heat, we have assembled these helpful
The hot ware was caught by a high
barometric pressure at a distance. The
high barometric pressure was at a
distance because it was not here, arid
lt was caused by the absence of a
low barometric pressure. It was not
a hot wave. Heat does net travel in
waves; neither does cold. As a mat
ter of fact, we have neither h.eat nor
cold in the general acceptance of these
terms. When we have a high barom
etric pressure maintained for a pro
longed period, the influx of attenuated
air from the contiguous territory aids
the raj s of the sun in Increasing the
apparent calorification of the atmo
sphere. This peculiarity, however, is
only noticeable to a height of four
miles from the earth. At thirty miles
up we find no heat whatever. We de
rive our sensations of heat and cold
from the diffusion of molecules in the
radial territory. This should bo clear
to any thinking person.
One might, ask what keeps the air
where it is kept until the high baro
metric pressure is dissipated.
To this the answer is that it i3 not
kept. It is not there to be kept. Ail
is not anywhere. Air is everywhere.
Air is neither hot nor cold. It is
juat air. A high barometric pressure
obtains, say, in the south temperato
zone iu December. Therefore we say
it is summer there and winter here. In 1
fact, the terms summer and winter
mean nothing. When the barometric
preEsure is lowered, the temperature
is also. Thus, at a certain time of the
year it is lowered io the point whero
snow falls. This is what, for lack of
a positive term, we cali winter. And,
vice versa, we get summer.
There is no such thin,*; as weather.
What wo designate as weather is the
recurrent manifestation of differing
barometric pressures in or away from
some place. This produces changes in
our atmospheric envelope, and we say
we are warm or cold, as the case may
be, when we are neither. There is
no such tiling as whither, nor is there
rain, snow, cold or ! .it. These are
merely sequelae of ;:?e stages of ba
In this article v h . -e crystallized, j
so far as we an- ? ble, the excellent |
dicta of the acki> .. . riged weather ex
perts, men who IJ I our daily weath
er with the utmest nonchalance, j
Henceforth noce ol . should worry
over the weather, ich is no su ca
thing, anyhow, nor ov r heat or cold,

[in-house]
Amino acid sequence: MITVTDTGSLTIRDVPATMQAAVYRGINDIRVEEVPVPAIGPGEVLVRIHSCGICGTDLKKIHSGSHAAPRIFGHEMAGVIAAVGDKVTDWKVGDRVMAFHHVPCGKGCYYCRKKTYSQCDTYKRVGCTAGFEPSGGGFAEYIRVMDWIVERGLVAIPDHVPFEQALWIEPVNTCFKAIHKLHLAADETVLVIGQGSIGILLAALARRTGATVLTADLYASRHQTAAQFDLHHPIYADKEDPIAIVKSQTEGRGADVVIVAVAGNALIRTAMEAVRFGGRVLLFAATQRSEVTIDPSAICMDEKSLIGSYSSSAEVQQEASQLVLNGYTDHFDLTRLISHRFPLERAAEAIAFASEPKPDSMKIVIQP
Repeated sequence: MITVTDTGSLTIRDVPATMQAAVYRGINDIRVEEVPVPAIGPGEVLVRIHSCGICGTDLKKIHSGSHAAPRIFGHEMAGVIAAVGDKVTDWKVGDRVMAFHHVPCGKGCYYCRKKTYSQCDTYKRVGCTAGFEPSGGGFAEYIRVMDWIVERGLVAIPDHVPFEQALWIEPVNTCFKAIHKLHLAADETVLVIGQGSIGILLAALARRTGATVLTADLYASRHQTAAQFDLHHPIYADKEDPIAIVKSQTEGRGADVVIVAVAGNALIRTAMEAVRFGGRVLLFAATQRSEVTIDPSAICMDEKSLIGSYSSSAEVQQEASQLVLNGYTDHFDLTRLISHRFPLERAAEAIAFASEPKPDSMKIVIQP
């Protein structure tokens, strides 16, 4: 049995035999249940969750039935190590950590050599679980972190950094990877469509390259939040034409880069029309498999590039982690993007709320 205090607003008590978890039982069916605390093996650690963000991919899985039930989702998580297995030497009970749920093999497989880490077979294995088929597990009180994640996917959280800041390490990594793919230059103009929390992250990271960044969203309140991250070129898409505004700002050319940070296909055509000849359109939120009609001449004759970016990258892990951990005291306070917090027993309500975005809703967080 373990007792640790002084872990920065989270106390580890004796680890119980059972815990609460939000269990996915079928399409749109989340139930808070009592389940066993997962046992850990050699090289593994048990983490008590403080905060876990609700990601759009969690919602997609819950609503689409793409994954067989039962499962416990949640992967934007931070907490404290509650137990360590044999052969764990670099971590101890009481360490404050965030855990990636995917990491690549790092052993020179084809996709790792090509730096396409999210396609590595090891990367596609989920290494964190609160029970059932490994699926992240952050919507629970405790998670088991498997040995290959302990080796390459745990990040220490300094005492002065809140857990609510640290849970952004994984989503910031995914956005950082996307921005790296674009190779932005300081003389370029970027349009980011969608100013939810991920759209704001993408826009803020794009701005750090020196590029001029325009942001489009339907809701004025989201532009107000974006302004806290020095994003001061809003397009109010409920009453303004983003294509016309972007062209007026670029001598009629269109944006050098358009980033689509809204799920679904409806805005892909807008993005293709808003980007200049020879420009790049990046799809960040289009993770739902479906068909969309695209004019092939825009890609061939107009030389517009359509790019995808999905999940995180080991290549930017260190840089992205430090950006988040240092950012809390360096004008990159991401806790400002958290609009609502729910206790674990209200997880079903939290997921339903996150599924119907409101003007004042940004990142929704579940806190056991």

which are simply sj ; ,. tomatic effects
and not prime causes of our sensa
tions. Let us get this all unkinked
In our minds and from now on greet
oud friends with: "lt'sanica baromet
ric pressure we aru having thia morn
ing," or "Looks lili* we might get a
little heavier barometric pressure," or
"How does your father stand tb? pres
sure this summer ?~
"In a Little
one of our tete-atetes would fit
splendidly and do excellent service.
You will find lots of other single
pieces in our furniture display.
Hockers, ?tables, easy chairs and
what not. Just the things needed
to fill in bare spots and add attrac
tiveness to the room. We believe;
there is something here you want.
If you are ynzzled how to make
your money buy the most and best
groceries we can solve the question
for you. Come and see what high
class things to eat are here and. at
what low prices you can buy them.
?/ We carry a large stock of coffins and caskets (rom the
cheapest to the highest grade. Our hearse responds prompt
ly to all calls.
Edgefield Mercantile Co.
THE FARMERS BANK of Edgefield, S. C.
STATE, COUNTY AND TOWN DEPOSITORY
Capital and Surplus Farnings $110,000.00
Total Resources over 350,000.00
When you sell cotton the first thing you need is a safe de
pository for your money-he the amount large or small. That
sase depository is the Farmers Bank, and don't stop until yeu
The average man or woman is not in position to invest a lit- %
tie surplus money so as to get this money just when it might
be needed. You can invest in our interest bearing certificates
for ti or 12 months and be pure to get your money just when
you need it, and too, your money is safe. We act as adminis
trators, guardians and trustees. All business handled with
promptness and liberality. Loans made on approve 1 security.
DIRECTORS-Thos. H. Rainsford, Dr. C. P. JJeVore, W. B. Penn, E. H. Folk, S.
B. Mays, C. A. Wells, J. Wm. Thurmond, W. H. Harling, A. E. Padgett.
SLUSKY'S OLD STYLE
"THE TIN OF QUALITY"
The old Time Quality,
Made of the Best Material. It
Stands the Test of Time.
1009 BROAD STREET DAVID SLUSKY, AUGUSTA. GA.
WHOLESALE IAND RETAIL
TINPLATE. GALVANIZED ROOFING. RUBBLR ROOKING. TIN AND GALVANIZED SHINGLBS
MANTELS. TILES. GRATES. ETC.
Augusta Bee Hive.
ABE COHEN, Proprietor.
' Thc up-to-date millinery and dry goods
house, with a full,and complete line of lint feath
ers and all trimmings necessary for a fine hat.
Un::- ranging %i to $15 ench. Children's
and rosses hats latest styles and all colors.
Dry goods in everything in a riist-class Dry
Got -, store.
S Clot,, nt for men, boys and children. Shoes
and fumbling goods at the lowest prices..
Roinr m ber the place.
Augusta Bee Hive
Bath Room Outfit
We can install a complete bath room outfit at a
small cost. Let us quote you prices.
We carry a full line of pumps, rams, tanks, emerald
bath tubs, wash basins, sinks of all kinds, water closet
fixtures, terra cotta pipe, piping and fixture^. Plumb
ing of all kinds done.
Barrett and Dobson,
584 Broad Street, Augusta, Georgia